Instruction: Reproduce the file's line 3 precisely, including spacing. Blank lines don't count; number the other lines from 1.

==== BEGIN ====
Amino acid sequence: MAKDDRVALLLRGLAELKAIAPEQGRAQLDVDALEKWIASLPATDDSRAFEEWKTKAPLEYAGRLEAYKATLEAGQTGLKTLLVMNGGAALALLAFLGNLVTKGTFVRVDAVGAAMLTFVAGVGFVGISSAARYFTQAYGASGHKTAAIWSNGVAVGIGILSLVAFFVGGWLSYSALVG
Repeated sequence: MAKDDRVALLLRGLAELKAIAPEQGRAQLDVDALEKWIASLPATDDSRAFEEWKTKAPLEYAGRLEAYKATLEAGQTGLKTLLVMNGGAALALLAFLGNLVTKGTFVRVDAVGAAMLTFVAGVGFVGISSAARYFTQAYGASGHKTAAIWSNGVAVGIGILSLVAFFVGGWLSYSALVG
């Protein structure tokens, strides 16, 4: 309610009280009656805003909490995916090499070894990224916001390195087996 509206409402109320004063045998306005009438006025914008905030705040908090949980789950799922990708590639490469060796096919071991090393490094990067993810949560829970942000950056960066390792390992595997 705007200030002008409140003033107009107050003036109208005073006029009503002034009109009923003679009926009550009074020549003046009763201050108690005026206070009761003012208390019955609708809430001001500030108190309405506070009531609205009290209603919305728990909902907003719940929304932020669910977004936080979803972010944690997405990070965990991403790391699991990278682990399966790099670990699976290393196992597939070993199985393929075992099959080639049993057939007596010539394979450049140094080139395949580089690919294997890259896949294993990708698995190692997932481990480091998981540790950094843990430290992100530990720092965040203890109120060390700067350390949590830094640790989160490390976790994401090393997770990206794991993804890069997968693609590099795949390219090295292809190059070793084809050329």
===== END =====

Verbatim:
């Protein structure tokens, strides 16, 4: 309610009280009656805003909490995916090499070894990224916001390195087996 509206409402109320004063045998306005009438006025914008905030705040908090949980789950799922990708590639490469060796096919071991090393490094990067993810949560829970942000950056960066390792390992595997 705007200030002008409140003033107009107050003036109208005073006029009503002034009109009923003679009926009550009074020549003046009763201050108690005026206070009761003012208390019955609708809430001001500030108190309405506070009531609205009290209603919305728990909902907003719940929304932020669910977004936080979803972010944690997405990070965990991403790391699991990278682990399966790099670990699976290393196992597939070993199985393929075992099959080639049993057939007596010539394979450049140094080139395949580089690919294997890259896949294993990708698995190692997932481990480091998981540790950094843990430290992100530990720092965040203890109120060390700067350390949590830094640790989160490390976790994401090393997770990206794991993804890069997968693609590099795949390219090295292809190059070793084809050329």